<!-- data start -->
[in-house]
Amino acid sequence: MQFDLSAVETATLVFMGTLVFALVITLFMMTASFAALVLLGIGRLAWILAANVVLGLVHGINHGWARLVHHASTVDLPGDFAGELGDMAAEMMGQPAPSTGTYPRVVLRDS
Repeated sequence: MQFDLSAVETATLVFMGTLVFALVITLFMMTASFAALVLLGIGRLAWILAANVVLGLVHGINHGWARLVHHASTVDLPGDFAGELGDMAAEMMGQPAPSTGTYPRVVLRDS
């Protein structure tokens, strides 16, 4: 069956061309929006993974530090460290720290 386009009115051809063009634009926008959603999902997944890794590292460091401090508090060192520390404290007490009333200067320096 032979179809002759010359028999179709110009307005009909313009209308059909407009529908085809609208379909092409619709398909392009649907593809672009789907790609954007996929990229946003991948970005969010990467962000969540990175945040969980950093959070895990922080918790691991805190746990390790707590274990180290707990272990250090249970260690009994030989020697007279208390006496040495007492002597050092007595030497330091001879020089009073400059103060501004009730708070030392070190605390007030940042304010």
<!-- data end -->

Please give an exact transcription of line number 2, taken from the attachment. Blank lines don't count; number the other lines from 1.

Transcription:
Amino acid sequence: MQFDLSAVETATLVFMGTLVFALVITLFMMTASFAALVLLGIGRLAWILAANVVLGLVHGINHGWARLVHHASTVDLPGDFAGELGDMAAEMMGQPAPSTGTYPRVVLRDS